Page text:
Fishermen Assail NOAA’s Quotas

Georges Bank said to be ‘paved with fluke’; Schumer fears major job losses
“If it all looks bad, it might be because they don’t have enough information,” Bonnie Brady of the Long Island Commercial Fishing Association said of the National Oceanic and Atmospheric Administration’s trawl surveys, which she believes are incomplete and therefore producing skewed data. Durell Godfrey

Commercial fishermen on the draggers seen offshore last week took advantage of calmer seas and the State Department of Environmental Conservation’s raising of the daily limit on fluke from 70 to 210 pounds. The higher limit was in effect from Dec. 18 through Friday as the state’s annual quota for the fish, highly sought by commercial and recreational fishermen alike, had not been reached.

Nonetheless, the annual catch limit for the greater Atlantic region, as set by the National Oceanic and Atmospheric Administration, is needlessly small and based, fishermen say, on flawed and outdated data. If NOAA’s recently announced 2017 and 2018 limits are not revised, fishermen will be further restricted with respect to fluke, or summer flounder.

Last Thursday, Senator Charles Schumer called on the United States Department of Commerce to pressure NOAA to conduct a new, science-based assessment of annual quotas for the fish. Mr. Schumer was reacting to NOAA’s release the day before of 2017 and 2018 catch quotas. He called for an updated benchmark assessment to be conducted as soon as possible.

NOAA’s 2017 commercial quota for fluke will be 5.66 million pounds, a figure revised from an earlier 7.91-million-pound limit. The agency, citing declining stocks, also revised its 2018 commercial quota downward. Recreational harvest limits were also revised downward for 2017 and ’18. The 2017 revisions reduce the quota by 29 percent, and the 2018 revisions by 16 percent.

With New York holding just 7.65 percent of the overall mid-Atlantic states’ commercial fluke quota, Mr. Schumer said, these reductions, from 621,244 pounds this year to slightly less than 433,000 pounds in 2017 and barely 288,000 pounds in 2018, “would be devastating to the many communities who rely on this important fishery to survive.”

Mr. Schumer said that the catch limits are based on an outdated benchmark assessment completed in 2013 that must be replaced with one that more accurately reflects the present stock. “These reductions would have a major impact on the livelihoods of many New York fishermen both recreationally and commercially, as well as the shore-side businesses that rely on this important fishery,” he wrote to Kathryn Sullivan, NOAA’s administrator, and Penny Pritzker, secretary of the Department of Commerce. “Therefore, I urge you to revisit and amend the final rule to the current 2016 quota levels until a new summer flounder benchmark assessment is completed, which will help ensure that decisions of this magnitude are based off the best and most up-to-date science,” Mr. Schumer said.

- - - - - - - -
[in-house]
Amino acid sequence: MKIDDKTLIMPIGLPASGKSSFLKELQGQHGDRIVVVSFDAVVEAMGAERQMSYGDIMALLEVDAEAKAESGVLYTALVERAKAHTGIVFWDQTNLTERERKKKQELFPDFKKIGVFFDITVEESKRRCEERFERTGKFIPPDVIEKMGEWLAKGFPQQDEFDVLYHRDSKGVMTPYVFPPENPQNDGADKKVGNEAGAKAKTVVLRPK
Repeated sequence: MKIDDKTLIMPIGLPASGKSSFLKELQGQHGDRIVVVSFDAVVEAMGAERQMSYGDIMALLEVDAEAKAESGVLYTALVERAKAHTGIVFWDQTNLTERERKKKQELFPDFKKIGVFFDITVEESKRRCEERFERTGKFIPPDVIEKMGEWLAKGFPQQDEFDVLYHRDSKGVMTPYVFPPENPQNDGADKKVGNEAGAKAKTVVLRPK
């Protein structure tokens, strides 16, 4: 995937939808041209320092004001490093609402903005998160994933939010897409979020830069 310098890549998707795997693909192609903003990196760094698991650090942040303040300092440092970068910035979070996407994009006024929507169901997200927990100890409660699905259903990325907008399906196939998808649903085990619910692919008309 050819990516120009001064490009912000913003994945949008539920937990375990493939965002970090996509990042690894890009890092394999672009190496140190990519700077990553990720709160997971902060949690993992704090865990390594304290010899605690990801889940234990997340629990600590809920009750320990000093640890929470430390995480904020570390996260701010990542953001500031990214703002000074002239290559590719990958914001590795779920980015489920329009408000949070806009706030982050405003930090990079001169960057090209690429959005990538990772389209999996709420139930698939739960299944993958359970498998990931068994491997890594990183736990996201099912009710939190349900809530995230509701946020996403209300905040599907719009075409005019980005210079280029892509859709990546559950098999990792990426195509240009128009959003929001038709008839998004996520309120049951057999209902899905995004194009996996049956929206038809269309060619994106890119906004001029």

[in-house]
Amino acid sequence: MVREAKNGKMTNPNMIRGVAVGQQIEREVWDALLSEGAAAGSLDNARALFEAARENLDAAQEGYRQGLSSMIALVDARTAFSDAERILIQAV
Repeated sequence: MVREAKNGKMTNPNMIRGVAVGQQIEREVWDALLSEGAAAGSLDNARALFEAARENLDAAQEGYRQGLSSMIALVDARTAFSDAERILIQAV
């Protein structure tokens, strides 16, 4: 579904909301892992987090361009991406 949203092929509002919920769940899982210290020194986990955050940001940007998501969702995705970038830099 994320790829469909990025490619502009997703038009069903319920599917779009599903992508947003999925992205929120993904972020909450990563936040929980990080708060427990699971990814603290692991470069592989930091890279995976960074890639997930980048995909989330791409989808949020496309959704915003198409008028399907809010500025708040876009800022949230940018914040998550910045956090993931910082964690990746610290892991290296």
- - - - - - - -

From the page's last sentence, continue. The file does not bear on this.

Mr. Schumer called for the 2017 and ’18 quota reductions to be put on hold until a new benchmark assessment has been completed. “The best available science should win the day,” he said in a statement issued last Thursday, “so my argument to the feds is to take a look at the science, update the model, and get 2017 back on the right track for this essential recreational and job-generating Long Island industry.”

Mark Phillips, who fishes on the Illusion out of Greenport, was once among the largest harvesters of fluke in the state, landing a few hundred thousand pounds per year, by his count. Last week, however, he was fishing off North Carolina. Today, “limits are so low that it’s not economical for me to catch New York fluke,” he said. “You can’t target fluke in New York anymore because quotas are so low.”

The problem, Mr. Phillips said, is that stock assessments are inaccurate because NOAA conducts surveys — such as with its ship the Henry B. Bigelow, which collects data in waters from Maine to North Carolina — when fluke are migrating from undersea canyons to inshore waters. “There’s so much fluke in the summer on Georges Bank, it’s unbelievable,” he said of the elevated area of ocean floor that has long supported coastal fisheries in the United States and Canada. “Back in the 1980s, you never saw fluke on Georges Bank; now it’s paved with fluke,” he said. “The population has shifted north and east. . . . Georges Bank is like our beach here. There’s one spot that’s nine feet deep — that’s inshore waters for fluke.”

Bonnie Brady of the Long Island Commercial Fishing Association agreed that NOAA’s trawl surveys are incomplete and therefore producing skewed data. “If it all looks bad,” she said, “it might be because they don’t have enough information.” NOAA, she said, “needs to make decisions based on both fish and fishing communities.”

Next year’s scheduled 30-percent cut in the fluke quota, Mr. Phillips said, “is going to be huge” for commercial fishermen. Officials in NOAA’s Northeast Fisheries Science Center, he charged, “don’t really care about fishermen. All they care about is job security.” What NOAA must do, he said, is “realize their surveys are all screwed up.”

A call seeking comment from NOAA’s sustainable fisheries division had not been returned as of noon yesterday.